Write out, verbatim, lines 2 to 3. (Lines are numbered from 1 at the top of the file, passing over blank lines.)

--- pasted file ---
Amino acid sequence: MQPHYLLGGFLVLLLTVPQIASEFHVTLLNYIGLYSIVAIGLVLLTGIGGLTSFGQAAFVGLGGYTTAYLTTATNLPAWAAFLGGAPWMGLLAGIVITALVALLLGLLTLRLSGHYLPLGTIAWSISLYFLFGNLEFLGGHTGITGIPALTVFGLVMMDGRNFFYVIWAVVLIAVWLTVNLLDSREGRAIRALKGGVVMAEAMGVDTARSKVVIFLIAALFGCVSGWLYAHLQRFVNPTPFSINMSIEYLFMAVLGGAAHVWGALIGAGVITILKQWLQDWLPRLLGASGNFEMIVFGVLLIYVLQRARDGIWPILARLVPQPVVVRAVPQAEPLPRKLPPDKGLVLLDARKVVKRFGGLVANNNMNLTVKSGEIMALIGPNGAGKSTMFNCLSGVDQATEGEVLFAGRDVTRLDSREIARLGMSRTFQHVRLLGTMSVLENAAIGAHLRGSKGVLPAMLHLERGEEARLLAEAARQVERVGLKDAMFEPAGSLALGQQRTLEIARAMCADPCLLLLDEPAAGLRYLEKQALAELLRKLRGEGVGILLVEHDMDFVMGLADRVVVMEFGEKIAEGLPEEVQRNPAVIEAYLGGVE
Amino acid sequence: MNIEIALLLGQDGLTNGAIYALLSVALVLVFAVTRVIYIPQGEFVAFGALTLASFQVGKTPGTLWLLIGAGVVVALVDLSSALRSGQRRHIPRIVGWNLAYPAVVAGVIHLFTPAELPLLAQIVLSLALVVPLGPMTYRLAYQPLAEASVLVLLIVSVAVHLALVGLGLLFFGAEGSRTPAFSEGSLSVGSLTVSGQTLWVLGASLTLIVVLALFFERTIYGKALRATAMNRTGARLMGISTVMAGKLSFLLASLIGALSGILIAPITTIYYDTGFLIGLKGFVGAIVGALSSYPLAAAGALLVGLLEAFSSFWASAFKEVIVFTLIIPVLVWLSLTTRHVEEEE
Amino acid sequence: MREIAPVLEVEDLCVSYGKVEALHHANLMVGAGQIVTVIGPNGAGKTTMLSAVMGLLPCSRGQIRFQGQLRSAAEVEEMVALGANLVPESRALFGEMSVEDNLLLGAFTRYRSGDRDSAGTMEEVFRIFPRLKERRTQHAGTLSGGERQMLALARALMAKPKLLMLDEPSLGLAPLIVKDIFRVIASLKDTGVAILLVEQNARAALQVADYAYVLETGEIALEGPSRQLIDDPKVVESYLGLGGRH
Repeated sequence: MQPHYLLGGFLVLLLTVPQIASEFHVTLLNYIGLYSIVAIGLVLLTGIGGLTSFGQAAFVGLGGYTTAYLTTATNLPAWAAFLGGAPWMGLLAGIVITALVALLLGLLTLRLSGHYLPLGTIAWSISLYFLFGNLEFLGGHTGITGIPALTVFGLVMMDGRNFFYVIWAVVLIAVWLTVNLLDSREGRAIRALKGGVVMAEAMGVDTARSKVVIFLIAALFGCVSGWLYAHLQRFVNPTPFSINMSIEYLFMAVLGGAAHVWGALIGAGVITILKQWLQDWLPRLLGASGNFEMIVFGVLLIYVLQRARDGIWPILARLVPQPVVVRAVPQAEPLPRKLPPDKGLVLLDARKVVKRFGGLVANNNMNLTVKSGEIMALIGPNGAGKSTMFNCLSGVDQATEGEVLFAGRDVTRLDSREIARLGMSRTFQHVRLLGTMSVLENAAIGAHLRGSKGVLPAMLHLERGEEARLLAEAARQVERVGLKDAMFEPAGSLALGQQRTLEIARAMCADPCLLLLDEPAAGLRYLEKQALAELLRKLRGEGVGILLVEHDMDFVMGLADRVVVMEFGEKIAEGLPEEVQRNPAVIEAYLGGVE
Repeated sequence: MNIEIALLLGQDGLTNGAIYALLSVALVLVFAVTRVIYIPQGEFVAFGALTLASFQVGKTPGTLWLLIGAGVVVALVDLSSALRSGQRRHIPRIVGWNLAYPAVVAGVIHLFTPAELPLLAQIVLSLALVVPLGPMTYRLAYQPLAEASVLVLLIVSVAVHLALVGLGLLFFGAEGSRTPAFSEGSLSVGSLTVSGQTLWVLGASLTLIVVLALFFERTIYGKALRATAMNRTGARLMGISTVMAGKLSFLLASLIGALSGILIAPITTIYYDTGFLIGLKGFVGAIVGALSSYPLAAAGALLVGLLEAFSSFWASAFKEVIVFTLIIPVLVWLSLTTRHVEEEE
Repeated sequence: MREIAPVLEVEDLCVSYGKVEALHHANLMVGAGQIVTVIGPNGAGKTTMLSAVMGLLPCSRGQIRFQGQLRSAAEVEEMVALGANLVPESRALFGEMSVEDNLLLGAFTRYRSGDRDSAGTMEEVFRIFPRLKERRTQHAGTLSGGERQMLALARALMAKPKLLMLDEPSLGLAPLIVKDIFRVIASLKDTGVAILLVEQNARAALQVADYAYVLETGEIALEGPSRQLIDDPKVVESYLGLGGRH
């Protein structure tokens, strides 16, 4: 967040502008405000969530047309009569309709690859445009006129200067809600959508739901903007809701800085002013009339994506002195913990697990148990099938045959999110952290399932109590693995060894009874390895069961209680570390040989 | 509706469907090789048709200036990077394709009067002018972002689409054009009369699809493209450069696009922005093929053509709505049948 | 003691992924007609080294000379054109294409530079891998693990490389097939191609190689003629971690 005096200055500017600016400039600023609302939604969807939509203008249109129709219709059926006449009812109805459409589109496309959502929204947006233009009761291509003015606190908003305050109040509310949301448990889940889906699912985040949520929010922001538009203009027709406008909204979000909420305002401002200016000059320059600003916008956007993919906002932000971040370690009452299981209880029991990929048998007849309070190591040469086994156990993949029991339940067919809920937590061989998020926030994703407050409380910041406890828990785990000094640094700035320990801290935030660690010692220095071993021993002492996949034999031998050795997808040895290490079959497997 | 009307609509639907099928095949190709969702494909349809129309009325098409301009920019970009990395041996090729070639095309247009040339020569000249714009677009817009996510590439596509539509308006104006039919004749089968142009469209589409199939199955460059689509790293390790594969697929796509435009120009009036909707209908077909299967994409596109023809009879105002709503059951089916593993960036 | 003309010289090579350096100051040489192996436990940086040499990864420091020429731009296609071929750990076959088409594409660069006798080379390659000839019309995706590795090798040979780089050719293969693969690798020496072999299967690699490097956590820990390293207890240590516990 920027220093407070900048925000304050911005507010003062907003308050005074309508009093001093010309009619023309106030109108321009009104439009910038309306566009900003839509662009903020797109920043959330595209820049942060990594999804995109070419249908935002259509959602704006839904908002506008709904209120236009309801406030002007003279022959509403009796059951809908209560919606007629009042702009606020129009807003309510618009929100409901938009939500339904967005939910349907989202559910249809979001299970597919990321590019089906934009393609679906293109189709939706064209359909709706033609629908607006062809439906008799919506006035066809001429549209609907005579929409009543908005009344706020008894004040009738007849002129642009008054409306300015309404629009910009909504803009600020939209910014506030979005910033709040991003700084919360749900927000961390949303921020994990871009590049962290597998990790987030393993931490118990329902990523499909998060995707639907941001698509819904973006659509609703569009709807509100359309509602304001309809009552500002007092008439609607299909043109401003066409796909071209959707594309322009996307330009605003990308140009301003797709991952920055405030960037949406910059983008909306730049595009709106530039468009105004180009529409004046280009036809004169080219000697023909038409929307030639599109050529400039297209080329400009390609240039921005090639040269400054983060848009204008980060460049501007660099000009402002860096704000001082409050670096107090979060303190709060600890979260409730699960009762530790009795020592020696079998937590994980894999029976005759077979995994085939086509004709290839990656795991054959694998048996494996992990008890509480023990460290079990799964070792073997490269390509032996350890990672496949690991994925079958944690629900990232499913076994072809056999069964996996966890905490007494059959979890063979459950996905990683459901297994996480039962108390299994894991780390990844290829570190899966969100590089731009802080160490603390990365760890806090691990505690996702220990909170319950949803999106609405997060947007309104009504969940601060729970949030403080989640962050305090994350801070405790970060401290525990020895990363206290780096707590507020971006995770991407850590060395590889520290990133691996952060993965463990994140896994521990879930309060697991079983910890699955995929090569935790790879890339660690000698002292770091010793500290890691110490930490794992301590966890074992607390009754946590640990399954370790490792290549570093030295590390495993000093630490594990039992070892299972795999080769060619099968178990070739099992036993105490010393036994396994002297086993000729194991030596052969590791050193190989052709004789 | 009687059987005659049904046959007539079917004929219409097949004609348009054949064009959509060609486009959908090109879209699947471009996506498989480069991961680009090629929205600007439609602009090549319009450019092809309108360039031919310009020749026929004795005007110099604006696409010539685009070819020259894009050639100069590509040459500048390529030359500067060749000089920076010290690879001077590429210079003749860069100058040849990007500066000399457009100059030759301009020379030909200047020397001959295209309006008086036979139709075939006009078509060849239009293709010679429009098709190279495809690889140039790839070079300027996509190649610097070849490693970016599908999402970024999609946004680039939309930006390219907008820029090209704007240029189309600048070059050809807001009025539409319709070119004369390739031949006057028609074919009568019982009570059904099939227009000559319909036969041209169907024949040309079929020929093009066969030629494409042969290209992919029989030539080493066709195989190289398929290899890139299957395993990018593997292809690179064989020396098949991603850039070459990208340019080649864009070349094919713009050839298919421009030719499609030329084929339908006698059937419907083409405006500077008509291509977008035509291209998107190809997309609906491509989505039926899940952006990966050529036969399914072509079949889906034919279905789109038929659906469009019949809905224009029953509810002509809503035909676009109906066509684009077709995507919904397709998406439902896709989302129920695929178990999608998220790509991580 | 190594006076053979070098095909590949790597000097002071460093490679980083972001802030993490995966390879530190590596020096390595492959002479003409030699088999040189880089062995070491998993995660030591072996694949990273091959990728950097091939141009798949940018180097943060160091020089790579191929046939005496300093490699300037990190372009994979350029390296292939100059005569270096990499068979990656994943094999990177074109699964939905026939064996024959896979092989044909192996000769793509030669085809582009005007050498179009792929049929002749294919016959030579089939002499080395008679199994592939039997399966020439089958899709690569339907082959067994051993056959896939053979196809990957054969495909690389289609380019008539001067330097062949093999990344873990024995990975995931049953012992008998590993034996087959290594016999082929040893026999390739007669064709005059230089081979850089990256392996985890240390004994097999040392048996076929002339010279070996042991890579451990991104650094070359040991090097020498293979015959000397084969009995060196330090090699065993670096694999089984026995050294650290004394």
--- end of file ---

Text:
Amino acid sequence: MNIEIALLLGQDGLTNGAIYALLSVALVLVFAVTRVIYIPQGEFVAFGALTLASFQVGKTPGTLWLLIGAGVVVALVDLSSALRSGQRRHIPRIVGWNLAYPAVVAGVIHLFTPAELPLLAQIVLSLALVVPLGPMTYRLAYQPLAEASVLVLLIVSVAVHLALVGLGLLFFGAEGSRTPAFSEGSLSVGSLTVSGQTLWVLGASLTLIVVLALFFERTIYGKALRATAMNRTGARLMGISTVMAGKLSFLLASLIGALSGILIAPITTIYYDTGFLIGLKGFVGAIVGALSSYPLAAAGALLVGLLEAFSSFWASAFKEVIVFTLIIPVLVWLSLTTRHVEEEE
Amino acid sequence: MREIAPVLEVEDLCVSYGKVEALHHANLMVGAGQIVTVIGPNGAGKTTMLSAVMGLLPCSRGQIRFQGQLRSAAEVEEMVALGANLVPESRALFGEMSVEDNLLLGAFTRYRSGDRDSAGTMEEVFRIFPRLKERRTQHAGTLSGGERQMLALARALMAKPKLLMLDEPSLGLAPLIVKDIFRVIASLKDTGVAILLVEQNARAALQVADYAYVLETGEIALEGPSRQLIDDPKVVESYLGLGGRH